New study found deep sea chemical dispersants ineffective in Deepwater Horizon oil spill
MIAMI--A new study of the Deepwater Horizon response showed that massive quantities of chemically engineered dispersants injected at the wellhead--roughly 1,500 meters (4,921 feet) beneath the surface--were unrelated to the formation of the massive deepwater oil plume.
A University of Miami (UM) Rosenstiel School of Marine and Atmospheric Science-led research team analyzed polycyclic aromatic hydrocarbons (PAHs), the most toxic components of petroleum, based on the BP Gulf Science Data's extensive water chemistry samples taken within a 10-kilometer (6-mile) radius of the blowout site. The results of this analysis demonstrated that substantial amounts of oil continued to surface near the response site, despite 3,000 tons of subsea dispersants injection (or SSDI) -- a new spill response strategy meant to curb the spread of oil and facilitate its degradation.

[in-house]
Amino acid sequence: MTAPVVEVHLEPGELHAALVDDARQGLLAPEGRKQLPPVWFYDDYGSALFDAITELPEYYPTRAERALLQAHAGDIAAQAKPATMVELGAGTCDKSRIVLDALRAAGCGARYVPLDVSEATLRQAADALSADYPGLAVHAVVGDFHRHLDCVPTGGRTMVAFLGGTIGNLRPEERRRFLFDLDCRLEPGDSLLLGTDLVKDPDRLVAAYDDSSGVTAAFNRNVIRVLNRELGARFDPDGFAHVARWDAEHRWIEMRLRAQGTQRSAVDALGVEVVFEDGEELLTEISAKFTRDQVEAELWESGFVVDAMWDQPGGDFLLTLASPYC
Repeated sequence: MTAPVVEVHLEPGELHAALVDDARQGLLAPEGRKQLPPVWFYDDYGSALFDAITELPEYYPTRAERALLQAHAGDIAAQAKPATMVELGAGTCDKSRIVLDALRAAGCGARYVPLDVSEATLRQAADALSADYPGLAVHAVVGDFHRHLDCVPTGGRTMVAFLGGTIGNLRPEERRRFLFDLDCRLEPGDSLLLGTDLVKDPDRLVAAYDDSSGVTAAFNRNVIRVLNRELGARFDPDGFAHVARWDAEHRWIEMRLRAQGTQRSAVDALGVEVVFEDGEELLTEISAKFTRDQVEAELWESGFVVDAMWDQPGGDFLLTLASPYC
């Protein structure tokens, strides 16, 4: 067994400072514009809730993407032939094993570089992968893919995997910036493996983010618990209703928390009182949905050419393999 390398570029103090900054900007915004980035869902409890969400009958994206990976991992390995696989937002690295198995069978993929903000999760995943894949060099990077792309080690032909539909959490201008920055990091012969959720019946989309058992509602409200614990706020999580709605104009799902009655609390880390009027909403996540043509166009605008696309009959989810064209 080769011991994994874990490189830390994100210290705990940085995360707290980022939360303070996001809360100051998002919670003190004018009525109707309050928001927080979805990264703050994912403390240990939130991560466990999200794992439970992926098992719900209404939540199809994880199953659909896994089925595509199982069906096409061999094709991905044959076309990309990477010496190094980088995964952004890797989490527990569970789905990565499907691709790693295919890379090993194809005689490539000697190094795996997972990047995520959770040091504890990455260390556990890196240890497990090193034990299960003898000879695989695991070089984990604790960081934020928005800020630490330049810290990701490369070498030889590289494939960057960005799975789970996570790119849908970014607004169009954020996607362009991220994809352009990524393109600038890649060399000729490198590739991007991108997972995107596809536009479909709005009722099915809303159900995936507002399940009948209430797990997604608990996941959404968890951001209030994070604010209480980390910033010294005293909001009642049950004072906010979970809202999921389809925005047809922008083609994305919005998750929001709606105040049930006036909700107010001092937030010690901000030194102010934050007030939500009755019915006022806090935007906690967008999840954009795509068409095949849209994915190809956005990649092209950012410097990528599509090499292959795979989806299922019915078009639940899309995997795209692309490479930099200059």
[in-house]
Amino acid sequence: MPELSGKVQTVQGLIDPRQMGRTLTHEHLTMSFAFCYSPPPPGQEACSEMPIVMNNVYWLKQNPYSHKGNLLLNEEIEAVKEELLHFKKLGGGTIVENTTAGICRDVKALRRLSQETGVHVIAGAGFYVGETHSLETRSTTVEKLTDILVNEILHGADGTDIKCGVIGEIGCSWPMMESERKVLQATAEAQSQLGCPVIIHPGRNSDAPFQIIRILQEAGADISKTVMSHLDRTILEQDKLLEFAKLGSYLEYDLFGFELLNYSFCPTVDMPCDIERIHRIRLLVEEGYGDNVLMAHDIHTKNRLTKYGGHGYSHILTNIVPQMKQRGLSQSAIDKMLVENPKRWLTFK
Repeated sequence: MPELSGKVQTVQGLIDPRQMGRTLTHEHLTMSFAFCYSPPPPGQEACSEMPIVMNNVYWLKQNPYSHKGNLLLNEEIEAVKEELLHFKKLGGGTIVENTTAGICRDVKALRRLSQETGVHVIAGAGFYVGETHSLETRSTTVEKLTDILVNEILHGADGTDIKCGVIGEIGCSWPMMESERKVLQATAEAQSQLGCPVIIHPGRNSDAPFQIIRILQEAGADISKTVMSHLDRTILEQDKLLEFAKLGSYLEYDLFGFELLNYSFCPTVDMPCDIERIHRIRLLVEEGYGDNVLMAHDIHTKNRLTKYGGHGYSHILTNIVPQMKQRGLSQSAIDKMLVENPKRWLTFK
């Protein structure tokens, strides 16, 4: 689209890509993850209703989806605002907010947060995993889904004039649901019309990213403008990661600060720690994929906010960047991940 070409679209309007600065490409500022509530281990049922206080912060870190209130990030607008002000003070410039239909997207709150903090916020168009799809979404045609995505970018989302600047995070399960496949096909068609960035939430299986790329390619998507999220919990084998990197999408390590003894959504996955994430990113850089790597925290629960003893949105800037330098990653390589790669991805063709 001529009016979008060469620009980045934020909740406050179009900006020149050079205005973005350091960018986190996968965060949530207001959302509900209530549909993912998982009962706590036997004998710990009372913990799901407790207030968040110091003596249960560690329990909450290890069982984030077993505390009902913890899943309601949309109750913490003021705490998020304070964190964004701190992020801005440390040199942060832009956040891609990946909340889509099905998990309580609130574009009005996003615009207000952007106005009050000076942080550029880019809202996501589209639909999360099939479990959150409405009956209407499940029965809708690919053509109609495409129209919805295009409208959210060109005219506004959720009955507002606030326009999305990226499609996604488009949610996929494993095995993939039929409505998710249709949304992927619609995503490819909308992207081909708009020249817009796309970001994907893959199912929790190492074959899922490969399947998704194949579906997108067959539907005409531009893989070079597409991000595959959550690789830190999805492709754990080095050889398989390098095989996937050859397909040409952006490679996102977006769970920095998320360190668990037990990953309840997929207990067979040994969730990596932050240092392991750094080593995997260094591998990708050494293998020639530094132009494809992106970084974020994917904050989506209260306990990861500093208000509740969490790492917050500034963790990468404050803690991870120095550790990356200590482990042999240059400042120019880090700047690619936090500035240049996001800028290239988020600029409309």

Dispersants application to manage surface oil spills has been shown to break the oil into small, easily dissolved droplets. However, the Deepwater Horizon was very different in that the oil entered the system at depth. The turbulent energy and pressure at such immense depths not only contributed to the rapid expansion of the spill, but these natural forces helped disperse oil in micro-droplets and render the dispe....